Volunteers needed for latest UK COVID-19 vaccine study launched in Southampton

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Volunteers from the Southampton area are being asked to sign up to the latest COVID-19 vaccine study to be rolled out across the UK.

The National Institute for Health Research (NIHR)-supported Valneva Phase 2/3 study, will be run at University Hospital Southampton, and is open to healthy adults who have not had a previous COVID-19 vaccine.

4,000 participants will be recruited across the UK, and everyone involved in the study will receive two active vaccine doses, administered in a four-week interval.

Those enrolled in the study over the age of 30 will be randomised to receive two doses of either the Valneva vaccine, or the approved Oxford/AstraZeneca vaccine.

Participants aged 18-29 can be enrolled into the study to receive the Valneva vaccine and will not be offered the approved Oxford/AstraZeneca vaccine.

Developed by the specialty vaccine company Valneva, the vaccine is being manufactured at the company’s site in Livingston, West Lothian, and is the only inactivated, adjuvanted (an ingredient to create a stronger immune response) COVID-19 vaccine in clinical development in Europe.

Volunteers for the study will be vaccinated at the beginning of May, and a proportion of potential participants will be identified through the NHS COVID-19 Vaccine Research Registry, which currently has over 480,000 sign ups. Subject to successful Phase 2/3 data, Valneva aims to make regulatory submissions for initial approval in the autumn of 2021.

If Valneva’s vaccine is shown to be safe and effective, up to 250 million vaccine doses could be supplied to the UK and other countries around the world. As part of the UK government’s vaccine procurement approach, up to 100 million doses of this vaccine have been secured.

Find out more by visiting the Valneva study website - https://www.ukcovid19study.com/.

Professor Adam Finn, Chief Investigator for the Valneva study said:

“Following very encouraging safety and immune response results from our phase 1 study, along with my investigator colleagues, I am really looking forward to starting on this important next stage of the clinical development of this important new vaccine.

“We definitely need more vaccines to help us out of this pandemic and this one is a very promising candidate.”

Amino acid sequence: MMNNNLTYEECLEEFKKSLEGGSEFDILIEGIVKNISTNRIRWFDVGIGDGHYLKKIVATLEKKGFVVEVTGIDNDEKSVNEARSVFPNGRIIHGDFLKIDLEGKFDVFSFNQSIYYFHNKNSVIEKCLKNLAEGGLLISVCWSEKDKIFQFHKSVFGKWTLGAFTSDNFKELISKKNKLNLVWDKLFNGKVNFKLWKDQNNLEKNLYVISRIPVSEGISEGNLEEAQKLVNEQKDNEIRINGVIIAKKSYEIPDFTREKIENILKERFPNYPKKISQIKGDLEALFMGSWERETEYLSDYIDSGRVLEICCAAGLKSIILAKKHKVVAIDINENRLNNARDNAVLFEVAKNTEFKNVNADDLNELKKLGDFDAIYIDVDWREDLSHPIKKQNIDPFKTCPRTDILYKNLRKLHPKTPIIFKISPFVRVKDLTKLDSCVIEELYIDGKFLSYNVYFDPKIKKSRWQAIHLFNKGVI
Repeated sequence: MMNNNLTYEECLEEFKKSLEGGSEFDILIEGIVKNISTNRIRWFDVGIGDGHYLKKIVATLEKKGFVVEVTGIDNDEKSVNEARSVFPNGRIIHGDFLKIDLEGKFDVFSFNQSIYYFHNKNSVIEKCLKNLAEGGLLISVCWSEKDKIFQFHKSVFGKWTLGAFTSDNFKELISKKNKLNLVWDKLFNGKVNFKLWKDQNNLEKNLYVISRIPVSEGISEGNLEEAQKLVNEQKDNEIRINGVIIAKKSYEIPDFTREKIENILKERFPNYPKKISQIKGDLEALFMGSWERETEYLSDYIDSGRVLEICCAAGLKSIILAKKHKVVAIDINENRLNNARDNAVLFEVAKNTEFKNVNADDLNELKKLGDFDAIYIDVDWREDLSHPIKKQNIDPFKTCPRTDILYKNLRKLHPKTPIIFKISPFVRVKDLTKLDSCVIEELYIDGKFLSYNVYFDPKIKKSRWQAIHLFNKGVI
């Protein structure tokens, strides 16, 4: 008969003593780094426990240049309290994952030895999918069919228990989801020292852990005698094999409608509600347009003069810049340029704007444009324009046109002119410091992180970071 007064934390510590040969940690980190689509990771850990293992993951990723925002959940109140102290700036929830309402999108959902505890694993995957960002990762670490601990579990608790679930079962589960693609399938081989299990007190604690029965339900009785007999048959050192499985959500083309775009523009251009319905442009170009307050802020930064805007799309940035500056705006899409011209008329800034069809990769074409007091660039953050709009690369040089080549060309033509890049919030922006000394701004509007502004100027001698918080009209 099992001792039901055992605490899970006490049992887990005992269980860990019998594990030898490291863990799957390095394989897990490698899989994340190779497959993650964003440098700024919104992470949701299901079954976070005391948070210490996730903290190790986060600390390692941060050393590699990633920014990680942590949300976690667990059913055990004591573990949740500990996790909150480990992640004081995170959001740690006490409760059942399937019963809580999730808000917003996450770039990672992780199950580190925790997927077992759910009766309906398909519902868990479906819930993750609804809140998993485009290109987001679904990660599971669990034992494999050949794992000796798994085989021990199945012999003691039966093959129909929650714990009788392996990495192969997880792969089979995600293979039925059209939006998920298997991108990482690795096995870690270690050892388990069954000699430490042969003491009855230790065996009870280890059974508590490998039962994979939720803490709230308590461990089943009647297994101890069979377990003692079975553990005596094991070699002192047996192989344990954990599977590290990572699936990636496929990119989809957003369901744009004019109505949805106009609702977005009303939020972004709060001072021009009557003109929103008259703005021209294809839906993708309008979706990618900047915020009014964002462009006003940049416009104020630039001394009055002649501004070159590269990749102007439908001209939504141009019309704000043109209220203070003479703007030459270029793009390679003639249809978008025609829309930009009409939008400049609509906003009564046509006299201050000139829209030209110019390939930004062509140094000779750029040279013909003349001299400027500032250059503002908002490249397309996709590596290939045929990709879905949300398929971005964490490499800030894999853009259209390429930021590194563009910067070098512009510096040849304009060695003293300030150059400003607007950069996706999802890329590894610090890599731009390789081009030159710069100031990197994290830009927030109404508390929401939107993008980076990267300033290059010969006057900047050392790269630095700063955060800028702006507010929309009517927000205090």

Professor Saul Faust, Director of the NIHR Southampton Clinical Research Facility and local investigator for the trial, said:

“Clinical studies into COVID-19 vaccines remain critical to help find several safe and effective candidates to help protect us all. Volunteers in Southampton are still needed to help carry out these studies. Visit nhs.uk/researchcontact to sign up to be contacted about taking part in COVID-19 vaccine studies.”

Professor Andrew Ustianowski, National Clinical Lead for the UK NIHR COVID Vaccine Research Programme, said:

“Off the back of positive early study data, it is great to see the final stage of the Valneva study begin across the UK, coordinated by the NIHR Clinical Research Network. Evaluating an additional vaccine candidate to help protect the population against COVID-19 is vital in our efforts to ensure that we have effective vaccines that work for everybody.

"Each and every one of the participants involved in the study are key to helping us gain a detailed understanding of how the vaccine will perform in a large population.”

Thomas Lingelbach, Chief Executive Officer of Valneva, said:

“As COVID-19 continues to impact people’s daily lives, Valneva remains fully focused on developing another safe and efficacious vaccine solution. The world needs multiple vaccines and we believe that ours has an important role to play - including boosters or potential modifications to address variants.

“The initiation of this trial marks a significant milestone in the development of the only inactivated vaccine candidate against COVID-19 in clinical trials in Europe. We are grateful to the NIHR for its continued support and to everyone who volunteers to make clinical trials possible.”

Posted on Wednesday 28 April 2021